Following the Cold War, many scholars of international relations argued that major interstate war was to be relegated to the dustbin of history with the advent of nuclear weapons. The stakes at play in war were simply too high with nuclear Armageddon lurking around the corner. The world would be one miscalculation away from … Continue reading The Failure of Modern Strategists
Newly commissioned officers and officer hopefuls look to various areas for role models. Some looks to business and politics while others look to science and academia. Yet, most look towards military officers, persons such as GEN Creighton Abrams, LTG Lewis “Chesty” Puller, or ADM Chester Nimitz. Many are able to find key qualities for officers … Continue reading General Sam and the Warrior-Scholar: The Importance of Self-Education in the Armed Forces
Cold War II – A sequel or something new? Devolving US-China relations have seen experts declare that the Second Cold War is upon us. Having won the first Cold War, American hegemony has since declined since its ‘unipolar moment’, however only 30 years later is it reasonable to suggest that the West has learnt nothing … Continue reading Cold War II – A sequel or something new?
By Alan Cunningham Misinformation was at the heart of the 2016 Presidential Election and has been a recurring problem for governments and the public across the globe since then. With the election of President Joe Biden, the proliferation of misinformation and conspiracy theories online has grown substantially. Even during the 2020 U.S. Presidential election, it … Continue reading The Information War: How the Biden Administration Can Deal with Misinformation Online
Author’s note: Although I am by no means the first to review Colby’s book, I have not glanced at any previous review to ensure that what follows represents my thoughts alone. Furthermore, although I look up to Colby as a mentor- he has been an invaluable asset to me- I have not spared in critiquing … Continue reading Book Review- The Strategy of Denial: American Defense in an Age of Great Power Conflict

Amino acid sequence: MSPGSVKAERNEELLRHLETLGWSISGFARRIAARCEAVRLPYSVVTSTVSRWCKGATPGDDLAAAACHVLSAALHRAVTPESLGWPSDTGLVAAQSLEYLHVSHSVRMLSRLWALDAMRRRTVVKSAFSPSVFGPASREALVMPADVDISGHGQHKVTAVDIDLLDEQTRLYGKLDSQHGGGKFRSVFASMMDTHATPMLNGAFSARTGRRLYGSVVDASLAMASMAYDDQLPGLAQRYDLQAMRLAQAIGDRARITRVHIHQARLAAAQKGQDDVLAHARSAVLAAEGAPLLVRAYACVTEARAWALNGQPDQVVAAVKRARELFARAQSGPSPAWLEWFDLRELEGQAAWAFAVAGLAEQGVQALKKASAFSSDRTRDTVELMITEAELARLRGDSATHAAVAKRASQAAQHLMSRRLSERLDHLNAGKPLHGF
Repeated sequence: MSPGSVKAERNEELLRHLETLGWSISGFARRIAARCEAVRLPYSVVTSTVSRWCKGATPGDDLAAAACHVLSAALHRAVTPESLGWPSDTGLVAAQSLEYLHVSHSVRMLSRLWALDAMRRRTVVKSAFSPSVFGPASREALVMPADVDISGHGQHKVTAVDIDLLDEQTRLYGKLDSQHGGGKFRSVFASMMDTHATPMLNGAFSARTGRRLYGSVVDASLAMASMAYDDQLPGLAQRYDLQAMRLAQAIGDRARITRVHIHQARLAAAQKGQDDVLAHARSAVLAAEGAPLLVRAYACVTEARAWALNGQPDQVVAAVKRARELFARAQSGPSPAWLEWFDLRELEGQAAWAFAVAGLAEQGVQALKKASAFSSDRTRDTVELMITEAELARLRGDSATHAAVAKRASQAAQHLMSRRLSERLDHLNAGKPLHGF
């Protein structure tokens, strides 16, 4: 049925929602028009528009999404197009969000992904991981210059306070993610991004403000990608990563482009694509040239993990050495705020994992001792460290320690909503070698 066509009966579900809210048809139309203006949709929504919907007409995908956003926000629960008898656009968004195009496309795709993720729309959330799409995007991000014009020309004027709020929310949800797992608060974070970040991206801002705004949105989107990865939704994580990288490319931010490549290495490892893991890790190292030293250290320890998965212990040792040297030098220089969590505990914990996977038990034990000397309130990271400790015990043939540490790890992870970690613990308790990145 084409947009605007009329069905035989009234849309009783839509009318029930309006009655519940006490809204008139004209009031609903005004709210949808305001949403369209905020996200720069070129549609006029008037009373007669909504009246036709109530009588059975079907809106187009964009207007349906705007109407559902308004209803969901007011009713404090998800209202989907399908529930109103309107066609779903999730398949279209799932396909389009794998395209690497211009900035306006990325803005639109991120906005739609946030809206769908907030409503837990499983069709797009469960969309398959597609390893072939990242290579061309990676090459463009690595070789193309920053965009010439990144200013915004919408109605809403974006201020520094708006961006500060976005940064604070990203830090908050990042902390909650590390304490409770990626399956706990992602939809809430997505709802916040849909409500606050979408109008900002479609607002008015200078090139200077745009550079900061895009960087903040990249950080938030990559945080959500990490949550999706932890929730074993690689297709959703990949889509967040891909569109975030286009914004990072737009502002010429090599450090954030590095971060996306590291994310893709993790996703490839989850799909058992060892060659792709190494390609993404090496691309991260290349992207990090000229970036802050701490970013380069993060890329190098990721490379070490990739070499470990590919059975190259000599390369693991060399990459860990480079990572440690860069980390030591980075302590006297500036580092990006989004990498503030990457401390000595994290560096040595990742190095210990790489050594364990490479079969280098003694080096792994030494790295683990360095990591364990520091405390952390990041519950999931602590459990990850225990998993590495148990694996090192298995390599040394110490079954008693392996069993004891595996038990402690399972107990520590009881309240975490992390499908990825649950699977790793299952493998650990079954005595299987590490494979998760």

2019 and 2020 were pretty big reading years for me, I read broadly for professional development, but I also read a lot for fun. Everything from sci-fi and historical fantasy to books that were on Generals reading lists. One book that ticked all the boxes for me was Mike Martin’s Why We Fight. So, for … Continue reading A review of ‘Why We Fight’ by Mike Martin
The purpose of this short essay is to take a critical glance at the stance and strategy China and the United States is currently undertaking in East Africa. China is undertaking a grand strategy in Africa to incentivize economic and political cooperation and development of the developing nations throughout the continent. Using its newly acquired … Continue reading China’s Role in East Africa
By Aaron Pegram Cambridge University Press, 2019, ISBN 9781108486194, 284pp Reviewed by Luke Holloway In November 1918 the guns in Western Europe fell silent signifying the end of four years of fighting. From 1916 to 1918 the Australian Imperial Force (AIF) had developed into an effective and efficient fighting force on the Franco-Belgian Front. The … Continue reading Book Review: Surviving the Great War: Australian Prisoners of War on the Western Front, 1916–18
In this submission, the @ArmchairMajor has submitted a drawing (presumably in crayon). It's actually not half-bad. "Strategy is the unifying purpose to achieve the goal"Dan Ellis That's it. That's the entire post.
"Strategy is hard". Jarrod Brook This insight seems trite, but it’s best to be grounded and show a little humility before unpacking what this means. Whilst there are a variety of reasons that make the formulation of strategy difficult, friction is always present due to the fundamentally human nature of strategy. Strategy can seem exceedingly … Continue reading #DefineStrategy. Strategy would be easy if we got rid of the humans